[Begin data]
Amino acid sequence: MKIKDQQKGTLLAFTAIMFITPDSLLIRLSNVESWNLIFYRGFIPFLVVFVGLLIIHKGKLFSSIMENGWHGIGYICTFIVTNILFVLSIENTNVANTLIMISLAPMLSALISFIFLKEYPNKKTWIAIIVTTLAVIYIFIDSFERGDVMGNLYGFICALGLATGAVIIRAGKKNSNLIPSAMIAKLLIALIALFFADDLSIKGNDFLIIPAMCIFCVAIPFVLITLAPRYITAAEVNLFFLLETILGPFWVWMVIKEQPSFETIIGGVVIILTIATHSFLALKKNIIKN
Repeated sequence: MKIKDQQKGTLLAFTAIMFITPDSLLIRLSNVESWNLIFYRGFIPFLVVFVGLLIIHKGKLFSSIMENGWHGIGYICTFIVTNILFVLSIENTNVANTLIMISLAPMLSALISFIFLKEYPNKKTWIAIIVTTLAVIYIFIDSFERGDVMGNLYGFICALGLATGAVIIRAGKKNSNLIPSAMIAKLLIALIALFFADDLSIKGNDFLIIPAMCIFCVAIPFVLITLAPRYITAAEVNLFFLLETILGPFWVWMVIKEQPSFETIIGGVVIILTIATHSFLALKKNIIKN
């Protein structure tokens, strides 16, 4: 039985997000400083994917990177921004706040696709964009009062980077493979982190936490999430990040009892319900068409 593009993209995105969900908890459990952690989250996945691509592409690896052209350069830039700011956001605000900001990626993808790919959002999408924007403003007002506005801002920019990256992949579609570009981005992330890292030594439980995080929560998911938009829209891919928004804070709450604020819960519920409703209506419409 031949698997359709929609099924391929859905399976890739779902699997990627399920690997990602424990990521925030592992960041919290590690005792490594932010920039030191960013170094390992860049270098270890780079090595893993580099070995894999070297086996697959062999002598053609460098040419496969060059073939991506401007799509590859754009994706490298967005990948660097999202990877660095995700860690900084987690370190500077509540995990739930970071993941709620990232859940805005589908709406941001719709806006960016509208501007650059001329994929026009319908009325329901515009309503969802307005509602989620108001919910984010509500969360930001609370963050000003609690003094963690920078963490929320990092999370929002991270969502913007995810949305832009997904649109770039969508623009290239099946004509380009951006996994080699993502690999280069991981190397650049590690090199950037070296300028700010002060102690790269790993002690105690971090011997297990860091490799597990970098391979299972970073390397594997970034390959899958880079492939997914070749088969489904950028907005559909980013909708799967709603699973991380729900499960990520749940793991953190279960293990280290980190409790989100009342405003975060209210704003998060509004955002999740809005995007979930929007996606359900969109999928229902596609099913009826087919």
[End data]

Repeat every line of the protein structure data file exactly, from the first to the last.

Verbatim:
Amino acid sequence: MKIKDQQKGTLLAFTAIMFITPDSLLIRLSNVESWNLIFYRGFIPFLVVFVGLLIIHKGKLFSSIMENGWHGIGYICTFIVTNILFVLSIENTNVANTLIMISLAPMLSALISFIFLKEYPNKKTWIAIIVTTLAVIYIFIDSFERGDVMGNLYGFICALGLATGAVIIRAGKKNSNLIPSAMIAKLLIALIALFFADDLSIKGNDFLIIPAMCIFCVAIPFVLITLAPRYITAAEVNLFFLLETILGPFWVWMVIKEQPSFETIIGGVVIILTIATHSFLALKKNIIKN
Repeated sequence: MKIKDQQKGTLLAFTAIMFITPDSLLIRLSNVESWNLIFYRGFIPFLVVFVGLLIIHKGKLFSSIMENGWHGIGYICTFIVTNILFVLSIENTNVANTLIMISLAPMLSALISFIFLKEYPNKKTWIAIIVTTLAVIYIFIDSFERGDVMGNLYGFICALGLATGAVIIRAGKKNSNLIPSAMIAKLLIALIALFFADDLSIKGNDFLIIPAMCIFCVAIPFVLITLAPRYITAAEVNLFFLLETILGPFWVWMVIKEQPSFETIIGGVVIILTIATHSFLALKKNIIKN
């Protein structure tokens, strides 16, 4: 039985997000400083994917990177921004706040696709964009009062980077493979982190936490999430990040009892319900068409 593009993209995105969900908890459990952690989250996945691509592409690896052209350069830039700011956001605000900001990626993808790919959002999408924007403003007002506005801002920019990256992949579609570009981005992330890292030594439980995080929560998911938009829209891919928004804070709450604020819960519920409703209506419409 031949698997359709929609099924391929859905399976890739779902699997990627399920690997990602424990990521925030592992960041919290590690005792490594932010920039030191960013170094390992860049270098270890780079090595893993580099070995894999070297086996697959062999002598053609460098040419496969060059073939991506401007799509590859754009994706490298967005990948660097999202990877660095995700860690900084987690370190500077509540995990739930970071993941709620990232859940805005589908709406941001719709806006960016509208501007650059001329994929026009319908009325329901515009309503969802307005509602989620108001919910984010509500969360930001609370963050000003609690003094963690920078963490929320990092999370929002991270969502913007995810949305832009997904649109770039969508623009290239099946004509380009951006996994080699993502690999280069991981190397650049590690090199950037070296300028700010002060102690790269790993002690105690971090011997297990860091490799597990970098391979299972970073390397594997970034390959899958880079492939997914070749088969489904950028907005559909980013909708799967709603699973991380729900499960990520749940793991953190279960293990280290980190409790989100009342405003975060209210704003998060509004955002999740809005995007979930929007996606359900969109999928229902596609099913009826087919």